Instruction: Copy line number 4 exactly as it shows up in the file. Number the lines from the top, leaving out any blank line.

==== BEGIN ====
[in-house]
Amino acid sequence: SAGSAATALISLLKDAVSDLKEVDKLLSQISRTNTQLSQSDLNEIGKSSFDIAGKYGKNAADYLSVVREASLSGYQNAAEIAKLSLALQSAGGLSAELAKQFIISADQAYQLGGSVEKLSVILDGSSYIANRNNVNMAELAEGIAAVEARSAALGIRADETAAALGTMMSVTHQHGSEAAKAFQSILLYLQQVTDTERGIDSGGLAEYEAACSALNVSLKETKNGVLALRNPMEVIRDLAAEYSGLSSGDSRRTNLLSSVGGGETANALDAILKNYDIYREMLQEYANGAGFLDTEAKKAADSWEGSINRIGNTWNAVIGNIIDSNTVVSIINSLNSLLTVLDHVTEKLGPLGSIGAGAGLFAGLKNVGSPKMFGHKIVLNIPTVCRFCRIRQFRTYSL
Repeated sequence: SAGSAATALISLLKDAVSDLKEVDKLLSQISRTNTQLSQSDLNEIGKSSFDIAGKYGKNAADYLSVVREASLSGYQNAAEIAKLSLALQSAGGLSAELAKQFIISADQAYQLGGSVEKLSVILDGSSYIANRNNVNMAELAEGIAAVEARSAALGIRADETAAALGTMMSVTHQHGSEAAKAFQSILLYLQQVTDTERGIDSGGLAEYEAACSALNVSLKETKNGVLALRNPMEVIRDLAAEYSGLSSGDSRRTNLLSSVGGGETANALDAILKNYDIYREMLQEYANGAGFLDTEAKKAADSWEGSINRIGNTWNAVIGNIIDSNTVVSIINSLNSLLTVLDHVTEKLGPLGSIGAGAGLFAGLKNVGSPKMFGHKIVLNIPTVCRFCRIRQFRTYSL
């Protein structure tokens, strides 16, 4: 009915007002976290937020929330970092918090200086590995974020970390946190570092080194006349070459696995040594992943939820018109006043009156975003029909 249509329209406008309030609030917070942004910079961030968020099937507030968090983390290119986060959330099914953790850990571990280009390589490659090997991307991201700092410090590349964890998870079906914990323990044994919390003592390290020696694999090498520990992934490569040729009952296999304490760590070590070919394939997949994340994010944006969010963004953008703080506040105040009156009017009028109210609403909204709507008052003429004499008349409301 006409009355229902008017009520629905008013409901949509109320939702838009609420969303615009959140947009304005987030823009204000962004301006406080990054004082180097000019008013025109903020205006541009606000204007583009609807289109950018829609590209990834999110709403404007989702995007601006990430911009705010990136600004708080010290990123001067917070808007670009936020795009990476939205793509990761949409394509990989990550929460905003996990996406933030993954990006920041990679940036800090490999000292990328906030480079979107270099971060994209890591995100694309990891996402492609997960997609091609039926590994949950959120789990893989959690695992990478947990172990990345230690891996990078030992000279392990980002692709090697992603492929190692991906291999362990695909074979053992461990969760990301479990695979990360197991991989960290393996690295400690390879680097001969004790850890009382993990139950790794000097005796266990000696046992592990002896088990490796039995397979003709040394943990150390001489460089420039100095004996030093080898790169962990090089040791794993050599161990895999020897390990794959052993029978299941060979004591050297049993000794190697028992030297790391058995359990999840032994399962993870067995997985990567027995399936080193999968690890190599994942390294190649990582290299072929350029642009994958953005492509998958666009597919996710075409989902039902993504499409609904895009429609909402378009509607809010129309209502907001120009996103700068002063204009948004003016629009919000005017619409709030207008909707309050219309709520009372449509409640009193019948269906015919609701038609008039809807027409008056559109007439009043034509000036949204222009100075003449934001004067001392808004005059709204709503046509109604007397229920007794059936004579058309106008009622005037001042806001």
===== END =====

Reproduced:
């Protein structure tokens, strides 16, 4: 009915007002976290937020929330970092918090200086590995974020970390946190570092080194006349070459696995040594992943939820018109006043009156975003029909 249509329209406008309030609030917070942004910079961030968020099937507030968090983390290119986060959330099914953790850990571990280009390589490659090997991307991201700092410090590349964890998870079906914990323990044994919390003592390290020696694999090498520990992934490569040729009952296999304490760590070590070919394939997949994340994010944006969010963004953008703080506040105040009156009017009028109210609403909204709507008052003429004499008349409301 006409009355229902008017009520629905008013409901949509109320939702838009609420969303615009959140947009304005987030823009204000962004301006406080990054004082180097000019008013025109903020205006541009606000204007583009609807289109950018829609590209990834999110709403404007989702995007601006990430911009705010990136600004708080010290990123001067917070808007670009936020795009990476939205793509990761949409394509990989990550929460905003996990996406933030993954990006920041990679940036800090490999000292990328906030480079979107270099971060994209890591995100694309990891996402492609997960997609091609039926590994949950959120789990893989959690695992990478947990172990990345230690891996990078030992000279392990980002692709090697992603492929190692991906291999362990695909074979053992461990969760990301479990695979990360197991991989960290393996690295400690390879680097001969004790850890009382993990139950790794000097005796266990000696046992592990002896088990490796039995397979003709040394943990150390001489460089420039100095004996030093080898790169962990090089040791794993050599161990895999020897390990794959052993029978299941060979004591050297049993000794190697028992030297790391058995359990999840032994399962993870067995997985990567027995399936080193999968690890190599994942390294190649990582290299072929350029642009994958953005492509998958666009597919996710075409989902039902993504499409609904895009429609909402378009509607809010129309209502907001120009996103700068002063204009948004003016629009919000005017619409709030207008909707309050219309709520009372449509409640009193019948269906015919609701038609008039809807027409008056559109007439009043034509000036949204222009100075003449934001004067001392808004005059709204709503046509109604007397229920007794059936004579058309106008009622005037001042806001």